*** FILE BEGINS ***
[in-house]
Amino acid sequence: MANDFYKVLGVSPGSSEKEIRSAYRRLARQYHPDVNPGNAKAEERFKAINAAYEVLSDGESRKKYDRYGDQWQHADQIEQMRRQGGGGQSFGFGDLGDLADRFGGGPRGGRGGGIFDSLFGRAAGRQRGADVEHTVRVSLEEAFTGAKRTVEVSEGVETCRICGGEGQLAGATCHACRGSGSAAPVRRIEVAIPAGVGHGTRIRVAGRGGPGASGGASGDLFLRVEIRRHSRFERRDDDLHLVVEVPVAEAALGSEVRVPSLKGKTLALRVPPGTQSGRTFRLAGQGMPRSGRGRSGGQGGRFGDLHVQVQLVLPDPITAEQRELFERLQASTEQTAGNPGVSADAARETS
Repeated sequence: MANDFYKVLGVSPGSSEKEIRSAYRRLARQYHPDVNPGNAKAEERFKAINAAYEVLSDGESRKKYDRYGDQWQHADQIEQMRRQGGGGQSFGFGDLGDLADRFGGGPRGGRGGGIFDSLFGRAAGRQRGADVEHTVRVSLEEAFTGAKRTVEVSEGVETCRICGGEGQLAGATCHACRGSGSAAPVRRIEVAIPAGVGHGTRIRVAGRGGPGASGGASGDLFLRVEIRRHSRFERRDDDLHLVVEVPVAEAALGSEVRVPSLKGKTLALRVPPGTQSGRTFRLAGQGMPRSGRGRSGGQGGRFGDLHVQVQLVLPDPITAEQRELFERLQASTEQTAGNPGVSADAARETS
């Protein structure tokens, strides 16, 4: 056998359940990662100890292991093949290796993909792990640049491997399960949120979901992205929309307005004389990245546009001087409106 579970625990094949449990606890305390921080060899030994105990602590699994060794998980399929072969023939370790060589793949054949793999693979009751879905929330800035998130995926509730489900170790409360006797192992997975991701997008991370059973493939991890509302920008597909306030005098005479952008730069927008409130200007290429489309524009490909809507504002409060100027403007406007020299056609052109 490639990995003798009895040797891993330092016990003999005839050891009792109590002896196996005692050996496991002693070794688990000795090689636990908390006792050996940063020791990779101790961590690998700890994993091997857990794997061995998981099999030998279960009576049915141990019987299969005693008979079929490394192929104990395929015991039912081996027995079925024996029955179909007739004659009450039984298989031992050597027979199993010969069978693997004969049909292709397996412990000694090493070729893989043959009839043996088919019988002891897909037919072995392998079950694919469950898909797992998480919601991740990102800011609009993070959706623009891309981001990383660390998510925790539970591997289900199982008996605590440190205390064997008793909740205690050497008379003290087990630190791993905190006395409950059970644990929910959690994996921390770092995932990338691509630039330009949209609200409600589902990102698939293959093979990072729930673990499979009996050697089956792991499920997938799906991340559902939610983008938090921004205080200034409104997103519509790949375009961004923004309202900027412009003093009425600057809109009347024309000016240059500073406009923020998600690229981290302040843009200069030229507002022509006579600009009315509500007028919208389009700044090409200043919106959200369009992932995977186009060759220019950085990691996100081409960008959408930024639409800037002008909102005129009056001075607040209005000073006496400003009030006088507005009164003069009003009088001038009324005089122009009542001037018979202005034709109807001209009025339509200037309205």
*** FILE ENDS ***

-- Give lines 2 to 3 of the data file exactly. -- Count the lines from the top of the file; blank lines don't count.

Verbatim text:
Amino acid sequence: MANDFYKVLGVSPGSSEKEIRSAYRRLARQYHPDVNPGNAKAEERFKAINAAYEVLSDGESRKKYDRYGDQWQHADQIEQMRRQGGGGQSFGFGDLGDLADRFGGGPRGGRGGGIFDSLFGRAAGRQRGADVEHTVRVSLEEAFTGAKRTVEVSEGVETCRICGGEGQLAGATCHACRGSGSAAPVRRIEVAIPAGVGHGTRIRVAGRGGPGASGGASGDLFLRVEIRRHSRFERRDDDLHLVVEVPVAEAALGSEVRVPSLKGKTLALRVPPGTQSGRTFRLAGQGMPRSGRGRSGGQGGRFGDLHVQVQLVLPDPITAEQRELFERLQASTEQTAGNPGVSADAARETS
Repeated sequence: MANDFYKVLGVSPGSSEKEIRSAYRRLARQYHPDVNPGNAKAEERFKAINAAYEVLSDGESRKKYDRYGDQWQHADQIEQMRRQGGGGQSFGFGDLGDLADRFGGGPRGGRGGGIFDSLFGRAAGRQRGADVEHTVRVSLEEAFTGAKRTVEVSEGVETCRICGGEGQLAGATCHACRGSGSAAPVRRIEVAIPAGVGHGTRIRVAGRGGPGASGGASGDLFLRVEIRRHSRFERRDDDLHLVVEVPVAEAALGSEVRVPSLKGKTLALRVPPGTQSGRTFRLAGQGMPRSGRGRSGGQGGRFGDLHVQVQLVLPDPITAEQRELFERLQASTEQTAGNPGVSADAARETS